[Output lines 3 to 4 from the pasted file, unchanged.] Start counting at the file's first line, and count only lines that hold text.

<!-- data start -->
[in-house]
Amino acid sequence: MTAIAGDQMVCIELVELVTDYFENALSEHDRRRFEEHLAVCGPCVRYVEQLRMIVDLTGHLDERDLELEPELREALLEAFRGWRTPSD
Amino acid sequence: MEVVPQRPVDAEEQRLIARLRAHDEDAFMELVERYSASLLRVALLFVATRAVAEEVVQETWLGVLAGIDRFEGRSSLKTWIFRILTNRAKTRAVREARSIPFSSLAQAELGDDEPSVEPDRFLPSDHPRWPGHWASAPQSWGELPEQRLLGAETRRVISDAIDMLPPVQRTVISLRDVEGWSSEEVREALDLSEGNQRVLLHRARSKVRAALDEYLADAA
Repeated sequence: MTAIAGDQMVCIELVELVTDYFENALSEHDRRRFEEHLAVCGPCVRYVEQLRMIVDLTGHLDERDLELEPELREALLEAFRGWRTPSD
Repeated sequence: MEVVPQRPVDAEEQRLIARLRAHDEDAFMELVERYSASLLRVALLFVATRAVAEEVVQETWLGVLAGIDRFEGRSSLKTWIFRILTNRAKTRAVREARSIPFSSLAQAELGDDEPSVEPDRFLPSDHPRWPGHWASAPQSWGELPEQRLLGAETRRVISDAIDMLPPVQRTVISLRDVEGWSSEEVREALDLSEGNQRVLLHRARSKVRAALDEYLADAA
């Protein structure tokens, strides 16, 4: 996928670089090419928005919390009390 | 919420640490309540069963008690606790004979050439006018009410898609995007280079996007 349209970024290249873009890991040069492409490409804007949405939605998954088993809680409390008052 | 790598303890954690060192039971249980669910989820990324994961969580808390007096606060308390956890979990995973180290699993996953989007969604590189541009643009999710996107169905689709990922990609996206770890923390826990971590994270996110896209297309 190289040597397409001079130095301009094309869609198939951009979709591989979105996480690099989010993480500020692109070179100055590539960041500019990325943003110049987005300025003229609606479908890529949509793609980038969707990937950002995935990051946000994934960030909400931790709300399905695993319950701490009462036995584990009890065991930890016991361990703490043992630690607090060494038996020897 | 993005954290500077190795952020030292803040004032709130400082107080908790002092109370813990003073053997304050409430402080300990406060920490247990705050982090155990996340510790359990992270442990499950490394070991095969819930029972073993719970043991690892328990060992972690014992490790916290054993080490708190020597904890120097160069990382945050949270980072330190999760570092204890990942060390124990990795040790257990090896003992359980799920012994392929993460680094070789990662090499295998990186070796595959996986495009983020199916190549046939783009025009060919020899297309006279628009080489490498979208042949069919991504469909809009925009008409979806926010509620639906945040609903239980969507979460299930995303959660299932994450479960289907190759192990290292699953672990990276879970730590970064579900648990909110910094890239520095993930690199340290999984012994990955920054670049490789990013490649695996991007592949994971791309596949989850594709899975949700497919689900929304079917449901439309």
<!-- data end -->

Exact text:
Amino acid sequence: MEVVPQRPVDAEEQRLIARLRAHDEDAFMELVERYSASLLRVALLFVATRAVAEEVVQETWLGVLAGIDRFEGRSSLKTWIFRILTNRAKTRAVREARSIPFSSLAQAELGDDEPSVEPDRFLPSDHPRWPGHWASAPQSWGELPEQRLLGAETRRVISDAIDMLPPVQRTVISLRDVEGWSSEEVREALDLSEGNQRVLLHRARSKVRAALDEYLADAA
Repeated sequence: MTAIAGDQMVCIELVELVTDYFENALSEHDRRRFEEHLAVCGPCVRYVEQLRMIVDLTGHLDERDLELEPELREALLEAFRGWRTPSD